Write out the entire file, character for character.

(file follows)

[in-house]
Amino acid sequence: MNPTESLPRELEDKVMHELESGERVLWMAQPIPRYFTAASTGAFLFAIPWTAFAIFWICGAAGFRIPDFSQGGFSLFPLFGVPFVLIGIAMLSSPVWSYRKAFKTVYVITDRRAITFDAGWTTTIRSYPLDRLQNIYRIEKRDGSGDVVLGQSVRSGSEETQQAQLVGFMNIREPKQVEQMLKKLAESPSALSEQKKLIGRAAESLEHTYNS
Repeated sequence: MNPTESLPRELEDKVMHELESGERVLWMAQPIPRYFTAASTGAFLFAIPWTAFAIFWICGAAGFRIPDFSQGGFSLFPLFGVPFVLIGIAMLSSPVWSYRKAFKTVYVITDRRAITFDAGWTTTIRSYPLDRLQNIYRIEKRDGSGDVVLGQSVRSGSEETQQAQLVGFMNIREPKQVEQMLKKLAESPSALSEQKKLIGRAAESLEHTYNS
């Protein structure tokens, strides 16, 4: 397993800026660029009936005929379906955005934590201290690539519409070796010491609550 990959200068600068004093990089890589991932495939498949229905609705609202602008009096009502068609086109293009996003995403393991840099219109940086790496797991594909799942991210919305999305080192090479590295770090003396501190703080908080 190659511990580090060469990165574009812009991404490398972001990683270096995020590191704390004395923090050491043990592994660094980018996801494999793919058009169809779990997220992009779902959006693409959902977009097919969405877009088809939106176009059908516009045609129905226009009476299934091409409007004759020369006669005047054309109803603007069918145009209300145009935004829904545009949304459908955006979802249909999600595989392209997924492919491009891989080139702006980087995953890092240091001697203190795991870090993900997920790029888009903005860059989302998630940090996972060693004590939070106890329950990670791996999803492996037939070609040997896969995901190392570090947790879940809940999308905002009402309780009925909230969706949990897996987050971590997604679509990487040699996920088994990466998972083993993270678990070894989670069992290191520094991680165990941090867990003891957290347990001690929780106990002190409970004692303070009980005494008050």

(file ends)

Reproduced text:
[in-house]
Amino acid sequence: MNPTESLPRELEDKVMHELESGERVLWMAQPIPRYFTAASTGAFLFAIPWTAFAIFWICGAAGFRIPDFSQGGFSLFPLFGVPFVLIGIAMLSSPVWSYRKAFKTVYVITDRRAITFDAGWTTTIRSYPLDRLQNIYRIEKRDGSGDVVLGQSVRSGSEETQQAQLVGFMNIREPKQVEQMLKKLAESPSALSEQKKLIGRAAESLEHTYNS
Repeated sequence: MNPTESLPRELEDKVMHELESGERVLWMAQPIPRYFTAASTGAFLFAIPWTAFAIFWICGAAGFRIPDFSQGGFSLFPLFGVPFVLIGIAMLSSPVWSYRKAFKTVYVITDRRAITFDAGWTTTIRSYPLDRLQNIYRIEKRDGSGDVVLGQSVRSGSEETQQAQLVGFMNIREPKQVEQMLKKLAESPSALSEQKKLIGRAAESLEHTYNS
């Protein structure tokens, strides 16, 4: 397993800026660029009936005929379906955005934590201290690539519409070796010491609550 990959200068600068004093990089890589991932495939498949229905609705609202602008009096009502068609086109293009996003995403393991840099219109940086790496797991594909799942991210919305999305080192090479590295770090003396501190703080908080 190659511990580090060469990165574009812009991404490398972001990683270096995020590191704390004395923090050491043990592994660094980018996801494999793919058009169809779990997220992009779902959006693409959902977009097919969405877009088809939106176009059908516009045609129905226009009476299934091409409007004759020369006669005047054309109803603007069918145009209300145009935004829904545009949304459908955006979802249909999600595989392209997924492919491009891989080139702006980087995953890092240091001697203190795991870090993900997920790029888009903005860059989302998630940090996972060693004590939070106890329950990670791996999803492996037939070609040997896969995901190392570090947790879940809940999308905002009402309780009925909230969706949990897996987050971590997604679509990487040699996920088994990466998972083993993270678990070894989670069992290191520094991680165990941090867990003891957290347990001690929780106990002190409970004692303070009980005494008050």